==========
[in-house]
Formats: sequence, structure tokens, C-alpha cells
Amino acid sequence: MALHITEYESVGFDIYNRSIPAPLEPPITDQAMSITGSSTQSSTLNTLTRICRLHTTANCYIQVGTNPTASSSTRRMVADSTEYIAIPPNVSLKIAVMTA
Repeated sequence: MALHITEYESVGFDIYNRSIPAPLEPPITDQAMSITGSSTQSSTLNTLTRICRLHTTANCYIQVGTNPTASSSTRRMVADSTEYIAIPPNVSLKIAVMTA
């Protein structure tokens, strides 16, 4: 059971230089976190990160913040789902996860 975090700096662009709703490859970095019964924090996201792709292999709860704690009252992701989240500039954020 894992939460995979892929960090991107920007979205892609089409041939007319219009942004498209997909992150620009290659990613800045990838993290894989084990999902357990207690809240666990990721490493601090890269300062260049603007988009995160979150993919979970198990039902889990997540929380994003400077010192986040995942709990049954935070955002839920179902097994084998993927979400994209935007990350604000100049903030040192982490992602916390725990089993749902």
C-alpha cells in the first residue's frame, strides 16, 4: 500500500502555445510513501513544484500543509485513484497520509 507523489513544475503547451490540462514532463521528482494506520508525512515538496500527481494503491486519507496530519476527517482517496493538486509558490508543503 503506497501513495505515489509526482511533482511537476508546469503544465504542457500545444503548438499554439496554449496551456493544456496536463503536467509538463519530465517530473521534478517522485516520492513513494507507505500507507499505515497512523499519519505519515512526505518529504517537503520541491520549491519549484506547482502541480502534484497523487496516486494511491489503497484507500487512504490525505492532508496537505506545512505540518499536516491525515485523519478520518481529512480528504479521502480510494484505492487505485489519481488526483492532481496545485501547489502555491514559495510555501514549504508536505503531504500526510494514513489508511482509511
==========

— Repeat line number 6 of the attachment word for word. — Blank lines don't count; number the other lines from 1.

C-alpha cells in the first residue's frame, strides 16, 4: 500500500502555445510513501513544484500543509485513484497520509 507523489513544475503547451490540462514532463521528482494506520508525512515538496500527481494503491486519507496530519476527517482517496493538486509558490508543503 503506497501513495505515489509526482511533482511537476508546469503544465504542457500545444503548438499554439496554449496551456493544456496536463503536467509538463519530465517530473521534478517522485516520492513513494507507505500507507499505515497512523499519519505519515512526505518529504517537503520541491520549491519549484506547482502541480502534484497523487496516486494511491489503497484507500487512504490525505492532508496537505506545512505540518499536516491525515485523519478520518481529512480528504479521502480510494484505492487505485489519481488526483492532481496545485501547489502555491514559495510555501514549504508536505503531504500526510494514513489508511482509511